When the Board of the US Federal Reserve meet on Wednesday and Thursday this week they will debate whether to raise the US Fed Funds interest rate. If they do this will be the first rate rise from a developed country since the financial crisis of 2008.
American economy is currently creating jobs and has significant growth momentum. Current US interest rates stands at 0.25% which is now considered by manyto be lower than it should be. Chairman Janet Yellen would like to progressively restore the US to more normal rates of interest while the US is strong enough, but is the rest of the world?
Therefore she and the board have a big decision to make as any increase will recalibrate the cost of borrowing around the world.
This week the highly respected Swiss based Bank of International Settlements (BIS) said that the equity market turmoil of recent weeks and the capital outflow from China are warning signs that the massive build up of credit is looming large on policy makers and that their debt levels are acutely vulnerable to monetary tightening by the US Federal Reserve.
Off shore borrowing in US$ has now reached $9.2 tr. mainly due to virtually zero rate of interest and US quantitative easing (QE). The threat of raising interest rates will mean that dollar liquidity will be reduced.
US$ loans to emerging markets have doubled since 2008 to US$ 3tr. mostly borrowed at less than 1%. With 80% of China US$ debt on short term maturities a rise in interest rates will only increase new replacement borrowing cost.
China and emerging markets were able to increase their credit after the financial crisis of 2008 to soften the economic blow but there is now not the access to such loose money other than from the European Central Bank (ECB) and Bank of Japan (BoJ) quantative easing.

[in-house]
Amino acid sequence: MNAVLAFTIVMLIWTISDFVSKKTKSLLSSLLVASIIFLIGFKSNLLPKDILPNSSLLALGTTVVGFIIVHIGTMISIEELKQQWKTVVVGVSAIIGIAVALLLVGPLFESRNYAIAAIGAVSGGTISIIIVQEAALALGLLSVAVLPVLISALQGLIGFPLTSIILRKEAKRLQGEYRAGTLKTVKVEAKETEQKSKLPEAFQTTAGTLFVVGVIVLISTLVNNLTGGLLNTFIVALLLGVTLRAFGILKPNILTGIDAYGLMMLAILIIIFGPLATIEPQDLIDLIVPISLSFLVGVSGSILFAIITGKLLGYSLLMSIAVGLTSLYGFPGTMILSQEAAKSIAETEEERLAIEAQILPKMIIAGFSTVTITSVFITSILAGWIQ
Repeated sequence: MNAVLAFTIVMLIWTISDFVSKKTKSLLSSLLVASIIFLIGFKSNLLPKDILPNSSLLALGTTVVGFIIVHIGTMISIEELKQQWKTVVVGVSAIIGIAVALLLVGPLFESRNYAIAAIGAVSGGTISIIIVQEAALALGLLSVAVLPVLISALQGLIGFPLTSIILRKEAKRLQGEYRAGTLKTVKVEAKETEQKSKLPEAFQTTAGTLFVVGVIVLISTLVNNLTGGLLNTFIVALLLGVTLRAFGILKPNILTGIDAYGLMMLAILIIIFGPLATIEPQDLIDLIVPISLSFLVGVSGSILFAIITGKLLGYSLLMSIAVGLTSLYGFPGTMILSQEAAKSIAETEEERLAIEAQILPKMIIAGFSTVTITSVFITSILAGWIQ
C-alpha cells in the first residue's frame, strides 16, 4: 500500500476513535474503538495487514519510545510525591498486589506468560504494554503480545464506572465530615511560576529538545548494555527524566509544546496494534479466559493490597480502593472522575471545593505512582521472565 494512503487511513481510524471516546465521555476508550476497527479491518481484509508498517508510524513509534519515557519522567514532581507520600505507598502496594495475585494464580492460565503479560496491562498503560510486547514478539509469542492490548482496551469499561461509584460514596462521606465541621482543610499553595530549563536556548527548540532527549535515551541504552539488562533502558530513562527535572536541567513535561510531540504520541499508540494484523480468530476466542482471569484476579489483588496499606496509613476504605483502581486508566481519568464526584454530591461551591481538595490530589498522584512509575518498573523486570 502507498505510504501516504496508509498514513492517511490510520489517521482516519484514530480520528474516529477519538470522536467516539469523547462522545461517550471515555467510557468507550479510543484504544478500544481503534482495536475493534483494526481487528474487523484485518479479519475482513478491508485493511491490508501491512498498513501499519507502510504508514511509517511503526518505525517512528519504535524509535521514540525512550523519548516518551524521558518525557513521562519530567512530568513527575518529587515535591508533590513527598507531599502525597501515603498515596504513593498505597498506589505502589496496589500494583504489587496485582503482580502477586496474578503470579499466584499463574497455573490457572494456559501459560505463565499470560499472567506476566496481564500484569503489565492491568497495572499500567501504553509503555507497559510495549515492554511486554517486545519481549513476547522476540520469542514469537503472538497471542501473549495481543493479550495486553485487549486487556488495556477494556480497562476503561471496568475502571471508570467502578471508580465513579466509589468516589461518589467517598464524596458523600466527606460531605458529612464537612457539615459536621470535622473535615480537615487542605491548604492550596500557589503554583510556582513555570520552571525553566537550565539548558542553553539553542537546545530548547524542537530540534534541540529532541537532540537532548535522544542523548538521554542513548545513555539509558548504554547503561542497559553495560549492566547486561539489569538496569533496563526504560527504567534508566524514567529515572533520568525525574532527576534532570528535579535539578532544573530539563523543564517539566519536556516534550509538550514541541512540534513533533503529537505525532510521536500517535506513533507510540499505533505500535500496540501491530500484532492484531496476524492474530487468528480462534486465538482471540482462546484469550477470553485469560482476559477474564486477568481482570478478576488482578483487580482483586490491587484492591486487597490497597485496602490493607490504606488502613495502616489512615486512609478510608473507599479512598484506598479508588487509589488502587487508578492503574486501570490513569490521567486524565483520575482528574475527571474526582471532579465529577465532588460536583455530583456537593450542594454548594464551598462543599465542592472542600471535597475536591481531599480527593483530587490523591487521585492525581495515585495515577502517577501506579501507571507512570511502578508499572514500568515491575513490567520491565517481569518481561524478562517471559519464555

The BIS have warned that investors have come to rely on central banks to keep ‘the game going’. However recent events in China where the authorities badly handled the challenges facing their stock market has started the inevitable questions as to whether authorities are in control or just storing up big problems for the future. At some point interest rates will have to rise as will inflation and asset values will find a natural price.
The BIS report found that much of the global financial system remains anchored to US borrowing rates, whether a fixed exchange rate exists or not. On average a 1% move in US interest rates leads to a 0.43% move for both emerging markets and developed economies. This will have a major knock on effect on long term bond rates and borrowing costs.
Emerging markets may be badly hit if the US Federal Reserve raise their interest rates on Thursday even if their liabilities are in their own currencies. We wait to see if rates are increased or a decision postponed. What is also unclear is whether quantative easing by the ECB will be enough to dampen the impact of a rate rise if one comes.